Information About Glass Window

window, in architecture, the leaf or leaf, equipped with glass, which closes an opening in the wall of a structure without excluding light and air. It can have a square, round or pointed head; it can be single, double or grouped; Compared to the wall, it can be coplanar, recessed or overhanging. A projecting window is called a bay window if it is polygonal, bay window if it is semicircular, bay window

Window Glass

if you have masonry or stone supports. A mullioned window is divided by thin bars of glass; When the bars radiate from the center of a circular bar, it is called a wheel. It bears the name of rose window

when adorned with colored glass

or drawing of the figure. The long narrow window in the perpendicular English Gothic church is called a lancet; a lunette fills a crescent-shaped space below a domed intersection high up in a wall. A lunette, characteristic of the American colonial style, is a semicircular crossbar, usually over a doorway or a small attic window (or, often, a pair flanking the fireplace). A French door reaches the ground and has double blinds that open like doors; Originally from France at the end of the Renaissance, it was adopted throughout the continent and in the southern states of America. Double-leaf doors (sliding up and down within the frame), first used in Renaissance England, became very popular. In Spain, windows are usually decorated with a stone frame, an elaborate head, and a decorative iron grill.

. In Indian and Byzantine windows, an openwork slab of marble or alabaster often replaces the glass. Muslims also used concrete frames in which colored glass was placed in a brilliant arabesque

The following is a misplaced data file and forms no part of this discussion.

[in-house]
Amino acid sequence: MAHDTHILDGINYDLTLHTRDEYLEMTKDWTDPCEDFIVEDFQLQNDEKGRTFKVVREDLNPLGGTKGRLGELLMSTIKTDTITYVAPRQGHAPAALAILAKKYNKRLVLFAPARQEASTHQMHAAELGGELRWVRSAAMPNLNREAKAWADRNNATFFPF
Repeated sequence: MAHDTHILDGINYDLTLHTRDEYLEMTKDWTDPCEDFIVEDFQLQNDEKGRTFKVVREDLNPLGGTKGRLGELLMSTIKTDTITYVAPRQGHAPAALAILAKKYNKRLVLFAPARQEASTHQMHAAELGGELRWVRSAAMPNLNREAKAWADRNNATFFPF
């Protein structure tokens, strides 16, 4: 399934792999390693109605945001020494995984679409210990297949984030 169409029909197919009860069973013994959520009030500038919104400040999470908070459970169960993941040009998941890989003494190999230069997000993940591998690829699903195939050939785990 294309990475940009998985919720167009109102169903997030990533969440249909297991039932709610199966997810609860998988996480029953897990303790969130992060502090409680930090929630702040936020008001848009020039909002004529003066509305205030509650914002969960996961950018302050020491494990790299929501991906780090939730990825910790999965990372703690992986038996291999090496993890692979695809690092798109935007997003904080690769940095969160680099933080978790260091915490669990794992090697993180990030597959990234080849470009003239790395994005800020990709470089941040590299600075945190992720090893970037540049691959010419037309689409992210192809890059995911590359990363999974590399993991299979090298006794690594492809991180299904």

shapes. Carved and turned wooden bars are found in Syria and Egypt. In China and Japan, rice paper, protected by a wooden sliding shutter, often replaces glass. The shell, also used in China, was used by the Romans, as well as fine slabs of marble, mica, and horn. In modern architecture, the use of windows has increased considerably in homes and on the exterior walls of factories and commercial buildings.
An opening in an external wall of a building to let in light and air, usually glass; a complete group consisting of a window frame, its glazing and any operating hardware. The window has seen a significant increase in performance through the use of new technologies, including double and triple glazing, low-emission coatings and gas-filled windows, which improve the insulation value. While high-performance windows may cost a bit more, the energy savings often translate into a quick return on investment.
corner bay window
A large window that protrudes from a wall and is triangular in shape.
window awning
A window composed of several horizontal shutters hinged at the top one above the other, the lower edges of which open outwards; managed by a control device.
bay window
A window that forms a hole in a room and protrudes from the wall in a rectangular, polygonal, or semi-circular shape. Some are supported by ledges or ledges.
bent window
A curved plan window, typically with a folded sash; the jambs are usually parallel or radial.
empty window
A hole in an external wall, which has the external appearance of a window; a window that has been sealed but is still visible.

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